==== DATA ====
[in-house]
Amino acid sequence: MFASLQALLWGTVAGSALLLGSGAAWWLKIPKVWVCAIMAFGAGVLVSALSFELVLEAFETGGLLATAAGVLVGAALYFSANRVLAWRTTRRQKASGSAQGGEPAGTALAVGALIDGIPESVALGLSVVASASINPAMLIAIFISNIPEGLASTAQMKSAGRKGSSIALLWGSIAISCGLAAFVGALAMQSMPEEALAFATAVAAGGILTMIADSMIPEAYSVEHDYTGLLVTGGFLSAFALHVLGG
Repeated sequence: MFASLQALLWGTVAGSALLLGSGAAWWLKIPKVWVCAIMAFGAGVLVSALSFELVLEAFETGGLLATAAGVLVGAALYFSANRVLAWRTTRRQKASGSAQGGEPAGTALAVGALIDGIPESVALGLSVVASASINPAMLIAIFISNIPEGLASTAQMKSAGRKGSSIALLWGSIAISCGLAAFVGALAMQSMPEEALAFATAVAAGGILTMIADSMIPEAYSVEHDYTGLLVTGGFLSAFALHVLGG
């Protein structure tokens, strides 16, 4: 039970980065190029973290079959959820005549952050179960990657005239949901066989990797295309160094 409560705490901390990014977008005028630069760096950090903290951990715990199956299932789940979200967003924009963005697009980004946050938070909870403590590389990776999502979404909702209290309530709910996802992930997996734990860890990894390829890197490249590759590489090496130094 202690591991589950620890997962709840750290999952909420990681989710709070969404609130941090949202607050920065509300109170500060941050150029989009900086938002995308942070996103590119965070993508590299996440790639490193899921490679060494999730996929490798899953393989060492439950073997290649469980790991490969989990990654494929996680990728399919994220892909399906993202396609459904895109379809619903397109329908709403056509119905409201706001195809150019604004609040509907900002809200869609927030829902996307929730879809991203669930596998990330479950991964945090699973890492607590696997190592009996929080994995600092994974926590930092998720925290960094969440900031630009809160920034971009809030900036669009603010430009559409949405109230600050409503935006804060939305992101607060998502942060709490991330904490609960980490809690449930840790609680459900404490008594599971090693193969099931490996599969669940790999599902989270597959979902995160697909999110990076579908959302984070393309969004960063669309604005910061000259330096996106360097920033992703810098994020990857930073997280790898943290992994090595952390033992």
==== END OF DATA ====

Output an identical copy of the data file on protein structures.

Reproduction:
[in-house]
Amino acid sequence: MFASLQALLWGTVAGSALLLGSGAAWWLKIPKVWVCAIMAFGAGVLVSALSFELVLEAFETGGLLATAAGVLVGAALYFSANRVLAWRTTRRQKASGSAQGGEPAGTALAVGALIDGIPESVALGLSVVASASINPAMLIAIFISNIPEGLASTAQMKSAGRKGSSIALLWGSIAISCGLAAFVGALAMQSMPEEALAFATAVAAGGILTMIADSMIPEAYSVEHDYTGLLVTGGFLSAFALHVLGG
Repeated sequence: MFASLQALLWGTVAGSALLLGSGAAWWLKIPKVWVCAIMAFGAGVLVSALSFELVLEAFETGGLLATAAGVLVGAALYFSANRVLAWRTTRRQKASGSAQGGEPAGTALAVGALIDGIPESVALGLSVVASASINPAMLIAIFISNIPEGLASTAQMKSAGRKGSSIALLWGSIAISCGLAAFVGALAMQSMPEEALAFATAVAAGGILTMIADSMIPEAYSVEHDYTGLLVTGGFLSAFALHVLGG
């Protein structure tokens, strides 16, 4: 039970980065190029973290079959959820005549952050179960990657005239949901066989990797295309160094 409560705490901390990014977008005028630069760096950090903290951990715990199956299932789940979200967003924009963005697009980004946050938070909870403590590389990776999502979404909702209290309530709910996802992930997996734990860890990894390829890197490249590759590489090496130094 202690591991589950620890997962709840750290999952909420990681989710709070969404609130941090949202607050920065509300109170500060941050150029989009900086938002995308942070996103590119965070993508590299996440790639490193899921490679060494999730996929490798899953393989060492439950073997290649469980790991490969989990990654494929996680990728399919994220892909399906993202396609459904895109379809619903397109329908709403056509119905409201706001195809150019604004609040509907900002809200869609927030829902996307929730879809991203669930596998990330479950991964945090699973890492607590696997190592009996929080994995600092994974926590930092998720925290960094969440900031630009809160920034971009809030900036669009603010430009559409949405109230600050409503935006804060939305992101607060998502942060709490991330904490609960980490809690449930840790609680459900404490008594599971090693193969099931490996599969669940790999599902989270597959979902995160697909999110990076579908959302984070393309969004960063669309604005910061000259330096996106360097920033992703810098994020990857930073997280790898943290992994090595952390033992």